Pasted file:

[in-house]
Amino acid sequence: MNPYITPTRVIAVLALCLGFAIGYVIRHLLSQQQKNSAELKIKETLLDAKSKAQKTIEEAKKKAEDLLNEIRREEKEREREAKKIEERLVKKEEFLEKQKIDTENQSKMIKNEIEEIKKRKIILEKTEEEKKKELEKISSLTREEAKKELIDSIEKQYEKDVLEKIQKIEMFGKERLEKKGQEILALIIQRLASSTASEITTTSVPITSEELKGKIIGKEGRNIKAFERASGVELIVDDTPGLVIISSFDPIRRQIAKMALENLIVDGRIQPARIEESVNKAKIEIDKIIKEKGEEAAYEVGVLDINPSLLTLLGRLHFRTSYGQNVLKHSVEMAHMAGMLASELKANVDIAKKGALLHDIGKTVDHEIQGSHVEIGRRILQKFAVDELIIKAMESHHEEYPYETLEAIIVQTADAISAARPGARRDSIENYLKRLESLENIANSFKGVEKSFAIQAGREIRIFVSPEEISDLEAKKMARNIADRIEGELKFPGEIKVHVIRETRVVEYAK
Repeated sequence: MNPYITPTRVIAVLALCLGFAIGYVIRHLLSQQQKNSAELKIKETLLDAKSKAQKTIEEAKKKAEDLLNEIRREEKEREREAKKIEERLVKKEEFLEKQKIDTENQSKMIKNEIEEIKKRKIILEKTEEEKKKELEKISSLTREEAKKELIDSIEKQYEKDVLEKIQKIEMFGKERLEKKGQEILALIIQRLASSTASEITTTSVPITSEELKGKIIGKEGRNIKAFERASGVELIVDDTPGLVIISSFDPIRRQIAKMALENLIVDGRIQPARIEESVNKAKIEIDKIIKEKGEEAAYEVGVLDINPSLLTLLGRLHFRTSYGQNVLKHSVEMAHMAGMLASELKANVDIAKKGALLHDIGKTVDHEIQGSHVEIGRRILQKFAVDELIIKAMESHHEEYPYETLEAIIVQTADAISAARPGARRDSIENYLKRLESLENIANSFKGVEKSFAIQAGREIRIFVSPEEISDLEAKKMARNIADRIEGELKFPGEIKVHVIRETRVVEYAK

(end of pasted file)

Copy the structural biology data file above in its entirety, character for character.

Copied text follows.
[in-house]
Amino acid sequence: MNPYITPTRVIAVLALCLGFAIGYVIRHLLSQQQKNSAELKIKETLLDAKSKAQKTIEEAKKKAEDLLNEIRREEKEREREAKKIEERLVKKEEFLEKQKIDTENQSKMIKNEIEEIKKRKIILEKTEEEKKKELEKISSLTREEAKKELIDSIEKQYEKDVLEKIQKIEMFGKERLEKKGQEILALIIQRLASSTASEITTTSVPITSEELKGKIIGKEGRNIKAFERASGVELIVDDTPGLVIISSFDPIRRQIAKMALENLIVDGRIQPARIEESVNKAKIEIDKIIKEKGEEAAYEVGVLDINPSLLTLLGRLHFRTSYGQNVLKHSVEMAHMAGMLASELKANVDIAKKGALLHDIGKTVDHEIQGSHVEIGRRILQKFAVDELIIKAMESHHEEYPYETLEAIIVQTADAISAARPGARRDSIENYLKRLESLENIANSFKGVEKSFAIQAGREIRIFVSPEEISDLEAKKMARNIADRIEGELKFPGEIKVHVIRETRVVEYAK
Repeated sequence: MNPYITPTRVIAVLALCLGFAIGYVIRHLLSQQQKNSAELKIKETLLDAKSKAQKTIEEAKKKAEDLLNEIRREEKEREREAKKIEERLVKKEEFLEKQKIDTENQSKMIKNEIEEIKKRKIILEKTEEEKKKELEKISSLTREEAKKELIDSIEKQYEKDVLEKIQKIEMFGKERLEKKGQEILALIIQRLASSTASEITTTSVPITSEELKGKIIGKEGRNIKAFERASGVELIVDDTPGLVIISSFDPIRRQIAKMALENLIVDGRIQPARIEESVNKAKIEIDKIIKEKGEEAAYEVGVLDINPSLLTLLGRLHFRTSYGQNVLKHSVEMAHMAGMLASELKANVDIAKKGALLHDIGKTVDHEIQGSHVEIGRRILQKFAVDELIIKAMESHHEEYPYETLEAIIVQTADAISAARPGARRDSIENYLKRLESLENIANSFKGVEKSFAIQAGREIRIFVSPEEISDLEAKKMARNIADRIEGELKFPGEIKVHVIRETRVVEYAK